In January 2018 it was announced that Roy Orbison will be going on tour again, in hologram form. On November 23, 2018, a vinyl double album titled Unchained Melodies: Roy Orbison & The Royal Philharmonic Orchestra will be released. It includes “Falling” as one of its tracks. The Royal Philharmonic Orchestra has previously released three albums featuring songs by Elvis Presley. And in 2017 there was a release of the album titled A Love So Beautiful: Roy Orbison & The Royal Philharmonic Orchestra. It featured “Love Hurts”, “Oh, Pretty Woman”, and others.

June 24, 2024
Ray McGinnis

Cherie Hu, “30 Years After His Death, Roy Orbison Is Going On Tour Again – In Hologram Form,” Billboard, Los Angeles, January 11, 2018
Steve Pond, “Roy Orbison’s Triumphs and Tragedies,” Rolling Stone, January 26, 1989.
Unchained Melodies: Roy Orbison & The Royal Philharmonic Orchestra, Sony Music, November 23, 2018.
A Love So Beautiful: Roy Orbison & The Royal Philharmonic Orchestra, Sony Music, November 3, 2017.
Tony Weber, “Roy Orbison Interview,” Rock and Roll Hall of Fame, December 4, 1988.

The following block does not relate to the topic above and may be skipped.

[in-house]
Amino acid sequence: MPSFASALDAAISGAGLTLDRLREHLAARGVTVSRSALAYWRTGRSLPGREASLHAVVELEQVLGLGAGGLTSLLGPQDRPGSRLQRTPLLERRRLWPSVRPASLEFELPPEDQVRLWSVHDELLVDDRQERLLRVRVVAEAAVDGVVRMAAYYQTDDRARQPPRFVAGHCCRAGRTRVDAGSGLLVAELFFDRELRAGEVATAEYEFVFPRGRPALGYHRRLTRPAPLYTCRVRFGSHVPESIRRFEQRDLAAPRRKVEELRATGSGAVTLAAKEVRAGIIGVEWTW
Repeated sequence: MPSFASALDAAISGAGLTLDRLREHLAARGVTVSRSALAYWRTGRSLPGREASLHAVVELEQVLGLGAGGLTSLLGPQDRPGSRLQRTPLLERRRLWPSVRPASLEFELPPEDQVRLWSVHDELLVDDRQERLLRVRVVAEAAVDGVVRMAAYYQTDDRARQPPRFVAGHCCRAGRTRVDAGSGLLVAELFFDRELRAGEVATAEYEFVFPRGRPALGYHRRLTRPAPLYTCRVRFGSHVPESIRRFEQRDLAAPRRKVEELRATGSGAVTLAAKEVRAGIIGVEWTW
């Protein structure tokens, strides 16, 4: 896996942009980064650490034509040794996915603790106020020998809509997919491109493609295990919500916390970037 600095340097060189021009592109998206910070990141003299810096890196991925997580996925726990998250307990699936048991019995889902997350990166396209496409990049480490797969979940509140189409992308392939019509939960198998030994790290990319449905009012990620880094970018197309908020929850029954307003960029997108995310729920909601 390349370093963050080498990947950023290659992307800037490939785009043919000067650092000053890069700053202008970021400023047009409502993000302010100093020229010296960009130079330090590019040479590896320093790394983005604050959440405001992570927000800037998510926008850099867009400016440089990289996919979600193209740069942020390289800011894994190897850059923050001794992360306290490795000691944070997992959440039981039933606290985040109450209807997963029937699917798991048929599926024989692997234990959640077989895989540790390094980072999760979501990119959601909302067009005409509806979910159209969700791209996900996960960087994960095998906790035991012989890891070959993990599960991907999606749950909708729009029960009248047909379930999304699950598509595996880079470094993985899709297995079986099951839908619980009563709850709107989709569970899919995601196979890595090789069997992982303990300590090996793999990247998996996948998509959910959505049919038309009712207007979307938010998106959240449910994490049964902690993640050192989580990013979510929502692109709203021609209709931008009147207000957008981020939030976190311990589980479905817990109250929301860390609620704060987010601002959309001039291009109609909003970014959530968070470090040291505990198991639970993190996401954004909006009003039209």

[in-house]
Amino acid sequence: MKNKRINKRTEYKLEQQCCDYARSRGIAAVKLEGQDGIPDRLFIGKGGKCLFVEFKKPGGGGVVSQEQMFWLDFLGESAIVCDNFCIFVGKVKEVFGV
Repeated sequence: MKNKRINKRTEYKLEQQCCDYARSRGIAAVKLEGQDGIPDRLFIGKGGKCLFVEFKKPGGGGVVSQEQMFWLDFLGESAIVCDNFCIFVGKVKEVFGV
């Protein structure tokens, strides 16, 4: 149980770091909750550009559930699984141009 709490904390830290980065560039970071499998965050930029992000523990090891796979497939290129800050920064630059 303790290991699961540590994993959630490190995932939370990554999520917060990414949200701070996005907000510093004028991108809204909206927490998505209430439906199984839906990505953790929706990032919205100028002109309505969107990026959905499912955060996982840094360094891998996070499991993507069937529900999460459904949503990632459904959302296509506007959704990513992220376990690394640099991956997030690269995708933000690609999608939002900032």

About k.d. lang,” kdlang.com.
David Friend, “‘Hard to unravel:’ k.d. lang reflects on her career and coming out,” CBC, July 1, 2016.
Katie Underwood, “Women of the year throwback: 8 Canadians who rocked the ’80s and ’90s,” Chatelaine, November 24, 2016.
k.d. lang’s fellow musicians on her Canadian Music Hall of Fame induction: ‘She deserved to be there a long time ago’,” National Post, April 21, 2013.
Richard Harrington, “Cattle Country’s Beef with k.d. lang,” Washington Post, July 2, 1990.
About Joe Melson,” joemelson.com.

Crying by Roy Orbison with k.d. Lang

CKOC 1150-AM Hamilton (ON) Top Ten | February 17, 1988

Leave a Reply

Sign Up For Our Newsletter